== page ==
After the pictures, we went to check out the figurines. These were not hidden behind any wall; they were just out in the open with ropes lined up so as to form an orderly line. There was no one there, though, so we just kind of walked right up to the display case.
It was all white and lit up, and a marvelous sight. A marvelous sight because it was filled with a plethora of clay figurines like the ones featured in the players guide. There were not many enemies—it was mostly the heroes of MOTHER and MOTHER 2—but I remember the Starman was there with way bigger feet than I ever remember him having.
Most figurines were the standard height of maybe 3 inches or so, but on the column of shelves next to the first case, there were identical duplicates that were maybe 6 inches high–pretty big. I wanted so badly to be looking at the real things, but on the little paper signs folded up next to each figurine, there was a small note that they were just copies. Oh well; it was still fabulous seeing them in person, splashed with bright white light to expose all the majesty.
They were extremely strict about photographs of the figurines for whatever reason, so I tried snapping one from far away to try and set the scene. Unfortunately it was too crowded and didn’t work out well, so you’ll have to take what you get and use your imagination brush.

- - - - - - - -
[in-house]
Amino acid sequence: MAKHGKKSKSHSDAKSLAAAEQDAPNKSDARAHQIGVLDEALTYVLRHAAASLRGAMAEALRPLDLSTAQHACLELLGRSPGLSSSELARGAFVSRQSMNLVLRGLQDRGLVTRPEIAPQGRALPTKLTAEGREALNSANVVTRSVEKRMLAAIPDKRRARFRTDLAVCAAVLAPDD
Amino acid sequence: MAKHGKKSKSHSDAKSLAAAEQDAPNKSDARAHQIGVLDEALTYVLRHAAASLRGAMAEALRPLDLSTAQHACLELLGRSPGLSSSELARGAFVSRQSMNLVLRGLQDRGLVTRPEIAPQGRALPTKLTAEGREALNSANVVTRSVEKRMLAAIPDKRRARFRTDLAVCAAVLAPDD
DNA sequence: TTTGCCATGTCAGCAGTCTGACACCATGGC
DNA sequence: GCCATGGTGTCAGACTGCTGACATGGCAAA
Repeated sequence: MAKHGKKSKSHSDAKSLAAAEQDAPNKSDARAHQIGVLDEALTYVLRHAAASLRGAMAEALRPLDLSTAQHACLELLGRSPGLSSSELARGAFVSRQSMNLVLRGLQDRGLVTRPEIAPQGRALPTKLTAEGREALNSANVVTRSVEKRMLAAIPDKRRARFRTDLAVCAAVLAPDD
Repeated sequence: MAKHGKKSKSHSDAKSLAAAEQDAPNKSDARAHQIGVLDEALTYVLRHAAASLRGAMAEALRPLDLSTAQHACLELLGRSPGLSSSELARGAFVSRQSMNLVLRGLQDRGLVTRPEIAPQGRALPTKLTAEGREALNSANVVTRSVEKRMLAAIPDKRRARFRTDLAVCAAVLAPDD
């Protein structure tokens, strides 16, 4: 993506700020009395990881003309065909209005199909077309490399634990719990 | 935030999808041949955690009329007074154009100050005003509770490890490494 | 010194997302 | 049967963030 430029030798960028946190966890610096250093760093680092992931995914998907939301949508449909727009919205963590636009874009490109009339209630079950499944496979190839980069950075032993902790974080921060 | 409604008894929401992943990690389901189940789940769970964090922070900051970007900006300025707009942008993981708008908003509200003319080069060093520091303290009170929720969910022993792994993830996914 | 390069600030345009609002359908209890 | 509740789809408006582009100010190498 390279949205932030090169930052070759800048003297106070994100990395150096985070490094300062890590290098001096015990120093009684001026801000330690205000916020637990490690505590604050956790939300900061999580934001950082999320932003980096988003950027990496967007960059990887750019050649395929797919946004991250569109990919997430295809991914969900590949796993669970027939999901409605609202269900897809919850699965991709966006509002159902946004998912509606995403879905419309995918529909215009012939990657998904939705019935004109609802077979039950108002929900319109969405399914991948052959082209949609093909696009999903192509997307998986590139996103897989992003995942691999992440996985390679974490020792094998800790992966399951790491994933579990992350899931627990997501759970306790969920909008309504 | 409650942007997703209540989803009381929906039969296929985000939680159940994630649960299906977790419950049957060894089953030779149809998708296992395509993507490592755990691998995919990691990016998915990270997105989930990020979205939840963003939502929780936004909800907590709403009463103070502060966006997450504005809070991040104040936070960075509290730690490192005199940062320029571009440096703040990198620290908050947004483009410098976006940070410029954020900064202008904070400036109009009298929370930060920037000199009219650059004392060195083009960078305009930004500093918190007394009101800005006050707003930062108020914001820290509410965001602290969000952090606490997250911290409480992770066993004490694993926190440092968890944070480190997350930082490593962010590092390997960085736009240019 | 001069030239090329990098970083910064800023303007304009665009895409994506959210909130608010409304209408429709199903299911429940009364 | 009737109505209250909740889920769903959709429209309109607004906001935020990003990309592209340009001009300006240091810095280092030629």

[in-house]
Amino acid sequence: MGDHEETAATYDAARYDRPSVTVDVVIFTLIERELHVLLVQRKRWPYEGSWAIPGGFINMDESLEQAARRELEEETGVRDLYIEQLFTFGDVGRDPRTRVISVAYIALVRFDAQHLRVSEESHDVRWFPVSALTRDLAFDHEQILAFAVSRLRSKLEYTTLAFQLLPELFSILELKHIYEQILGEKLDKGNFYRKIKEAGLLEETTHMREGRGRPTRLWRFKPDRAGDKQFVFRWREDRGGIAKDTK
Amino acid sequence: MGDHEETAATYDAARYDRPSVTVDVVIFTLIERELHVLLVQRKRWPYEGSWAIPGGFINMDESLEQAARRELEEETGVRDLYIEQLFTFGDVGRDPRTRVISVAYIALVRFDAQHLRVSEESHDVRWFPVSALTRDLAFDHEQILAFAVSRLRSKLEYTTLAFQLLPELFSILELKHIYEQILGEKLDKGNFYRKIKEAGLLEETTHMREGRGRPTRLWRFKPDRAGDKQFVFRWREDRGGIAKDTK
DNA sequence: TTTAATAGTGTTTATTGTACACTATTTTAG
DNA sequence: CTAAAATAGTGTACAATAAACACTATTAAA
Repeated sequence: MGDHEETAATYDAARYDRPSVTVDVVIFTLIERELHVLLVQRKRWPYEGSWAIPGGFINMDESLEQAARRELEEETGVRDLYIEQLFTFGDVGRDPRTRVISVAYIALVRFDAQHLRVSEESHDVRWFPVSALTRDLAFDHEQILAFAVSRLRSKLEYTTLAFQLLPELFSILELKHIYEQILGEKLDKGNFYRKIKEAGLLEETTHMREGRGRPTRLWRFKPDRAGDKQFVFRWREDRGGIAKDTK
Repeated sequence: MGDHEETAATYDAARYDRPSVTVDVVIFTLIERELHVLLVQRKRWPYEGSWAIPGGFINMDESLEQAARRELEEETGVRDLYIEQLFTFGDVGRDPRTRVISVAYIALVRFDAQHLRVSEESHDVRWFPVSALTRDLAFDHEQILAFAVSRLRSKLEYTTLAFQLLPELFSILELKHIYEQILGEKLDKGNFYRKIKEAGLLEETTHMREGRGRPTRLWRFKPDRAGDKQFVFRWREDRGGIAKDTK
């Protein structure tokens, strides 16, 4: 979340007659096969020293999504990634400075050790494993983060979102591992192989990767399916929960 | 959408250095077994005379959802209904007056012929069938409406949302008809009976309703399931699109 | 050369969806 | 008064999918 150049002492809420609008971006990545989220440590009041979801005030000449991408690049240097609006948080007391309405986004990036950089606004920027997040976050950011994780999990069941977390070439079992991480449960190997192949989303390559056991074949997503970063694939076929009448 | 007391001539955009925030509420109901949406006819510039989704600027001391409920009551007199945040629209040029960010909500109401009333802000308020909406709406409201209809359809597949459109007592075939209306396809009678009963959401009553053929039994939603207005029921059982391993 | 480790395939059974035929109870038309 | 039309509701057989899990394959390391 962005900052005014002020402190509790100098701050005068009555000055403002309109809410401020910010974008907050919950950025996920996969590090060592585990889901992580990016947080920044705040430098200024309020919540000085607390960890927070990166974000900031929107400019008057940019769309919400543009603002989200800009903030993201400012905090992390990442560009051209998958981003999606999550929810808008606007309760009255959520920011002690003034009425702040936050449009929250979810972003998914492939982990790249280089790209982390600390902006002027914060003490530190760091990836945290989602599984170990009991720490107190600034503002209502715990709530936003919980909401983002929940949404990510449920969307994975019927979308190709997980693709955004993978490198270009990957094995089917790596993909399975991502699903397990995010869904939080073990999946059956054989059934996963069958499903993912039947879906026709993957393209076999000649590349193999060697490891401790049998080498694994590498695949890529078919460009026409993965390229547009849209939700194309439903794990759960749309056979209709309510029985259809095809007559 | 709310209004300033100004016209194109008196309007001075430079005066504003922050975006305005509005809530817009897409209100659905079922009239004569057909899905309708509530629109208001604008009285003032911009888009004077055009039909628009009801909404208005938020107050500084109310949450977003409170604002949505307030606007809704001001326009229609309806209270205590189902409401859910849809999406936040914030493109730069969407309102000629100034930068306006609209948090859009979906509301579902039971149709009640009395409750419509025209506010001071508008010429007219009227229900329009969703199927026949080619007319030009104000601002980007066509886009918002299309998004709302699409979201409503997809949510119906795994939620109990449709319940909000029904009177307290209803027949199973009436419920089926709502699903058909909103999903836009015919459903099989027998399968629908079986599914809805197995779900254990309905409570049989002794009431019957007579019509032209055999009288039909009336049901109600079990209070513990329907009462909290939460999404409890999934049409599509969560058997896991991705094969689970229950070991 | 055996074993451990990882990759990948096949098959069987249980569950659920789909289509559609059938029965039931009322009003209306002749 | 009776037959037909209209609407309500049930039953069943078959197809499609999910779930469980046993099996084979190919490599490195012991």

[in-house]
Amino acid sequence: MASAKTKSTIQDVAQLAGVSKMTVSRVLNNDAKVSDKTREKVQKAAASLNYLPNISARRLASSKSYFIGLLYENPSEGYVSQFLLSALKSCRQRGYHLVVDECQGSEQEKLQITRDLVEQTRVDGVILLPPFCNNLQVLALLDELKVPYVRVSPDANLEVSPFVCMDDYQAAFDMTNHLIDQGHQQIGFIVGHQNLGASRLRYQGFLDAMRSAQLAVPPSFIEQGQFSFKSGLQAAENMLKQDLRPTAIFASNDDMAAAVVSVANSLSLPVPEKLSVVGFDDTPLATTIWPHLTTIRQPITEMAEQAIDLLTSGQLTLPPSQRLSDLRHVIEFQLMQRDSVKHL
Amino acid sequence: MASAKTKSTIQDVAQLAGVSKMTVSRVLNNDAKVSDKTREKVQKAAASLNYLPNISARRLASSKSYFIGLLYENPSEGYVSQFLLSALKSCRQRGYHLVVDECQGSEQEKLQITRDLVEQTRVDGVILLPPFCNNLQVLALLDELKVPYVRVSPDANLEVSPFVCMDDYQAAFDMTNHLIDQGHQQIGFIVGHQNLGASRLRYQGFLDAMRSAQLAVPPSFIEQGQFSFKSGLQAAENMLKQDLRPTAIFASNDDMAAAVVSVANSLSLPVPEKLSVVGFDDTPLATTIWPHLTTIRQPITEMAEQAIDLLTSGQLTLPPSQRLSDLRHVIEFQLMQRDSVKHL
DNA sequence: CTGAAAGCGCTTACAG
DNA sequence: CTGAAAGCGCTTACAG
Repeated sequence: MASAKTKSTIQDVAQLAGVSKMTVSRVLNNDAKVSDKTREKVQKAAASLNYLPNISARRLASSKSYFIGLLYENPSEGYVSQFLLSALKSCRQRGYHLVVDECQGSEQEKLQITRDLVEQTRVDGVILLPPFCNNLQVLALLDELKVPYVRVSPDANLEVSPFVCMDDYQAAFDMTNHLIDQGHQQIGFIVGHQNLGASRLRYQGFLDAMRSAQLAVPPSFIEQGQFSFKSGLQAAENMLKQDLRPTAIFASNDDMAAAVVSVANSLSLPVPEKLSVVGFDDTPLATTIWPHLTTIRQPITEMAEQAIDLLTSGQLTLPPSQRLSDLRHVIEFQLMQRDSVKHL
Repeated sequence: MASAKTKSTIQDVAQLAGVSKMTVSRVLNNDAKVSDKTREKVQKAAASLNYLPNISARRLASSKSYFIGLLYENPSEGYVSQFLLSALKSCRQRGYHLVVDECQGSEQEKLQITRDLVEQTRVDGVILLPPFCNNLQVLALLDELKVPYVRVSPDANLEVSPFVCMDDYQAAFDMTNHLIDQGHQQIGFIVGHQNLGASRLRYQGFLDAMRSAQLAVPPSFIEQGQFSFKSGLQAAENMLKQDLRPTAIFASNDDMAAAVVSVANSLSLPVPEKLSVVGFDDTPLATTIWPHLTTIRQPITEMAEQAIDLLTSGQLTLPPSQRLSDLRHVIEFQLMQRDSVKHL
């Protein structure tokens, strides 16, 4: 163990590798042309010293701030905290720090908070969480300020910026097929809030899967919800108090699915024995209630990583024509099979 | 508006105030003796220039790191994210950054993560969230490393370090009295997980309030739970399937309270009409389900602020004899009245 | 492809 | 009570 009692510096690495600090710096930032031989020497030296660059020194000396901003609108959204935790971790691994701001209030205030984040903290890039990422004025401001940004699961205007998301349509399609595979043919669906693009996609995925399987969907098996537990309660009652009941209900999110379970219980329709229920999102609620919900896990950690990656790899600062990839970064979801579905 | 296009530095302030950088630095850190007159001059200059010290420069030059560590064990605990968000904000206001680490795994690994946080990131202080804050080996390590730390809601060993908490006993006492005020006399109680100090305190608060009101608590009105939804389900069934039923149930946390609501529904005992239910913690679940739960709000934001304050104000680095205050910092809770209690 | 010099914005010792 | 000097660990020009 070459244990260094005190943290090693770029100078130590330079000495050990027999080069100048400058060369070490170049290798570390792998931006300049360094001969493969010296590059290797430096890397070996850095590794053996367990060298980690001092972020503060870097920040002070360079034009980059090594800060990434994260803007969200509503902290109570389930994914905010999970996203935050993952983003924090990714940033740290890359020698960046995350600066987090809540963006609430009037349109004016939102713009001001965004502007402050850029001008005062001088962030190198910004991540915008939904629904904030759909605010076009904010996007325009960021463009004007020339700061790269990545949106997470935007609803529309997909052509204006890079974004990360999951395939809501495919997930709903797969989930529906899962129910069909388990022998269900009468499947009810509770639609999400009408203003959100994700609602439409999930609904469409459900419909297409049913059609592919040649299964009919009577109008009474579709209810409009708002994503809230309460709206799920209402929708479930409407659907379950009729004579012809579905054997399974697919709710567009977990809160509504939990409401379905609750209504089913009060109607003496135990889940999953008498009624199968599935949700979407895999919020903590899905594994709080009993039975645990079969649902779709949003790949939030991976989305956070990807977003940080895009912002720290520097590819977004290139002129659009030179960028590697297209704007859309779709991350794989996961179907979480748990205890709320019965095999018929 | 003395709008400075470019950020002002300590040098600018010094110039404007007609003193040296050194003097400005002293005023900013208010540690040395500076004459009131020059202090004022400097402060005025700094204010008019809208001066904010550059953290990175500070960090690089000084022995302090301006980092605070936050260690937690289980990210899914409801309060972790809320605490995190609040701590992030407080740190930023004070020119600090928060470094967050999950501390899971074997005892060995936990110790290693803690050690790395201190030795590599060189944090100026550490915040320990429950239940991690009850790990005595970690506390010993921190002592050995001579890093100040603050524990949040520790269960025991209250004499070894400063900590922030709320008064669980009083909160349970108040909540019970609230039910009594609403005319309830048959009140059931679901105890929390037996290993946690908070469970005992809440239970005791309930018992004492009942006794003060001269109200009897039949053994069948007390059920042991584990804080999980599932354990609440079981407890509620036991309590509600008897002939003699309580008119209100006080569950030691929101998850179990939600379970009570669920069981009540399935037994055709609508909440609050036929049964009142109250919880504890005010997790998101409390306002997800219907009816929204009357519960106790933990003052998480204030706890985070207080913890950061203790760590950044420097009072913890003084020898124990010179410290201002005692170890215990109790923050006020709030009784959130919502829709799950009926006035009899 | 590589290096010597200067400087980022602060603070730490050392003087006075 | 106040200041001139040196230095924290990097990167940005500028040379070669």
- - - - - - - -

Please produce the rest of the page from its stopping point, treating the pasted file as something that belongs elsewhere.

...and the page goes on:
I actually had no idea, but there were Mr. Saturn crane games at the event too. I was a little heartbroken afterwards, but at least I saved myself like a hundred dollars—every Mr. Saturn crane game I have ever done was nearly impossible, and I’ve always spent ungodly amounts of money just trying to catch one (usually for about three times the price it would have cost me to buy on Yahoo! Auction.)
There were also posters advertising information about the event. This summer, starting in June, maybe, the giant Mr. Saturn is going to go on a nationwide tour to arcades all over the country to visit each one for a week at a time. So hopefully it will come to Tochigi and I can meet him again! Those of you living in Japan, keep your eyes peeled for when it’s coming around to your area! This Kawasaki Event was just sort of a kick-off; whether the figurines will follow him around too, I’m not sure, but I wouldn’t be surprised if they just end up duplicating today’s event. I really hope so.
After the event, Dan and I headed over to the LOFT stationary store next door and bought Itoi’s Hobo Nichi Planners to put a nice, MOTHER-related cap on the end of our adventure. The te-cho planners are absolutely awesome, and I really recommend them to anyone who can stomach navigating through Itoi’s 1101 store. I’m planning on writing up a walkthrough eventually, so that people can buy Itoi planners of their own.